[case ref 2008 EWHC 1974 (QB)]
In UBS Wealth Management v Vestra Wealth the High Court had to consider an application for an interim springboard injunction where 52 UBS employees resigned as a group and joined a company set up by a former employee, Vestra. Springboard injunctions are usually used to prevent the use of confidential information to gain a competitive advantage.
In this case, the High Court held that springboard relief is available to prevent any future or further serious economic loss to a previous employer caused by former staff members taking an unfair advantage of any serious breaches of their contract of employment. That unfair advantage should exist at the time the injunction is sought and should be shown to be likely to continue unless restrained. In this case, it was clear to the High Court that the senior employees involved had breached their duties of loyalty and fidelity to UBS, having kept silent about planned poaching raids upon the company’s existing staff and client base and having indeed been party to the plans.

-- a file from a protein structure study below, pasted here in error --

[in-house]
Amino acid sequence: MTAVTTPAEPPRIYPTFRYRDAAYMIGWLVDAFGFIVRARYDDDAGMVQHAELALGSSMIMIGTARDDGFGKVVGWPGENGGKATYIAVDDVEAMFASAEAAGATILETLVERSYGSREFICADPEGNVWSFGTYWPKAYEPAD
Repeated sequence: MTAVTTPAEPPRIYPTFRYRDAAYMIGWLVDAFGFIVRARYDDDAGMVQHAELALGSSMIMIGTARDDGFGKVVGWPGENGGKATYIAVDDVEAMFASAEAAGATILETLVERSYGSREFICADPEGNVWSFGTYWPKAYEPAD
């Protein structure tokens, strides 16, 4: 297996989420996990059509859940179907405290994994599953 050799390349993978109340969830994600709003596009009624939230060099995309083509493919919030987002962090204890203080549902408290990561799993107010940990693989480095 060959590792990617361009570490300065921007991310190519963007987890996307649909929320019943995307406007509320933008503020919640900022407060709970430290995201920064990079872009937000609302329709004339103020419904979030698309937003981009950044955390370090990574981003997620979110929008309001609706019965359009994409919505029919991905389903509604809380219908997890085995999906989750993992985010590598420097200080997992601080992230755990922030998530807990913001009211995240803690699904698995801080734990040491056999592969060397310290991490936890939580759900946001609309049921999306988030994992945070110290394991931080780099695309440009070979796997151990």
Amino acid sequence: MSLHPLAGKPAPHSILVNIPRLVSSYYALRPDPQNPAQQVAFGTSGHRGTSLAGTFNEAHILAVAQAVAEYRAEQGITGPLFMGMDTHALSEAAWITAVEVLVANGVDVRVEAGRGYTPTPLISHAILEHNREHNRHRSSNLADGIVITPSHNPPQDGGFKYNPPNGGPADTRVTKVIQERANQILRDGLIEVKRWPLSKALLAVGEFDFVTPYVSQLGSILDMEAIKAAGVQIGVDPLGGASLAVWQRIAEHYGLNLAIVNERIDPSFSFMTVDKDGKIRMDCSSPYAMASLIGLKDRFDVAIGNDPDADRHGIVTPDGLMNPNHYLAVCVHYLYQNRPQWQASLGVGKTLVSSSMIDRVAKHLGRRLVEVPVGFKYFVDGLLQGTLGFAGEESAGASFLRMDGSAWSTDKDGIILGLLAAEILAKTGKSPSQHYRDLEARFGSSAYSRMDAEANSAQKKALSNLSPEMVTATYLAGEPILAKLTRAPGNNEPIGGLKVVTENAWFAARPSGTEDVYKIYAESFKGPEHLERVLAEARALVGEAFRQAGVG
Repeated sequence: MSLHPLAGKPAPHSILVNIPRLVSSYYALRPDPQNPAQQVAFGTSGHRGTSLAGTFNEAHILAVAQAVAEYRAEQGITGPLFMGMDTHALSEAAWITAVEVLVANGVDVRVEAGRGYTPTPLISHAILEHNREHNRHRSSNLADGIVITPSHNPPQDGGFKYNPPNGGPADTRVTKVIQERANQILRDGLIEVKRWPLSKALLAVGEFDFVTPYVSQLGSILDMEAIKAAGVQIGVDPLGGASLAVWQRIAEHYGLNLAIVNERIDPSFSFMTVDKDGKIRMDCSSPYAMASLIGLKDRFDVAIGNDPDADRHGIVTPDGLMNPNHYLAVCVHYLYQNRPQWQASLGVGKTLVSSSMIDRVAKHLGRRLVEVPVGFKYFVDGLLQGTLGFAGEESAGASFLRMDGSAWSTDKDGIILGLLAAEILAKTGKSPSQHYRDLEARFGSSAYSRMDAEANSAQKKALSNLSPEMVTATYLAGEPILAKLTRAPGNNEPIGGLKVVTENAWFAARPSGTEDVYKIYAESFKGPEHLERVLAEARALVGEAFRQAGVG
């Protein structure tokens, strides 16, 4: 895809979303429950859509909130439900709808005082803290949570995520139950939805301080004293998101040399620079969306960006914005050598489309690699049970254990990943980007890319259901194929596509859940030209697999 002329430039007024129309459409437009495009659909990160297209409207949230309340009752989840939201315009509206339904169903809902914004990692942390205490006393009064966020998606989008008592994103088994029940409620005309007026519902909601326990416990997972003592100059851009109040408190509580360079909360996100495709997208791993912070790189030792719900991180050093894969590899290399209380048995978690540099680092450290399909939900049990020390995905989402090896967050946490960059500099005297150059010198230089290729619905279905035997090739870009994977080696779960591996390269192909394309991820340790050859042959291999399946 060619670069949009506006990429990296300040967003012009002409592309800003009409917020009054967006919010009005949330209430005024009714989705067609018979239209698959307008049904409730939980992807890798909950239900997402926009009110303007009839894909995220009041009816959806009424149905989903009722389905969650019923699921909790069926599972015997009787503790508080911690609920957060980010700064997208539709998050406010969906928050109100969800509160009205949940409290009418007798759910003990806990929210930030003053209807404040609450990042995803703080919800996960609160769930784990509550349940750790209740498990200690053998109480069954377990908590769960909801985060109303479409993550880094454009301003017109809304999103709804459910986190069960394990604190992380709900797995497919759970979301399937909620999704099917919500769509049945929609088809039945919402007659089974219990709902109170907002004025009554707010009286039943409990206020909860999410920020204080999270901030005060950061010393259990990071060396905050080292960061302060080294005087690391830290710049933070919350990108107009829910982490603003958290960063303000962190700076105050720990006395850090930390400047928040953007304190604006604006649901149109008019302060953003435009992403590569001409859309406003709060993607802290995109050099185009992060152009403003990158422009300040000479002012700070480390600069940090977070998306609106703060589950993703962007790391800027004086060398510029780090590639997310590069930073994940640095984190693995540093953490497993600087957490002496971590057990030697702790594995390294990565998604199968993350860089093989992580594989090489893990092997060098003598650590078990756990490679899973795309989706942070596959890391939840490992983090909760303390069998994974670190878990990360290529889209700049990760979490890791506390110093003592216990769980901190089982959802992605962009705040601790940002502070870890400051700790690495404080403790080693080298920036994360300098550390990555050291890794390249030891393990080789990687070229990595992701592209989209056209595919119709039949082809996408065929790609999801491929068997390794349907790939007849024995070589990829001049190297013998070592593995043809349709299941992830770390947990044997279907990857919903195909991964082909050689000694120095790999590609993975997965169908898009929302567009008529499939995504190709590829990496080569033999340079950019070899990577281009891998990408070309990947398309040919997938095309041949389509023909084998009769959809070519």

The High Court held that Vestra could not, until trial, deal with UBS clients or poach its employees in breach of the senior employees’ restrictive covenants. Mr Justice Openshaw stated ‘Vestra may of course continue to trade, but, as with any start-up business, must build up its own client base and not poach the readymade client base from its previous employers at a time when they are subject to restrictive covenants’.
This case confirms that springboard relief can be applied to any breaches of contract not just misuse of confidential information. It is understood that the parties have now settled.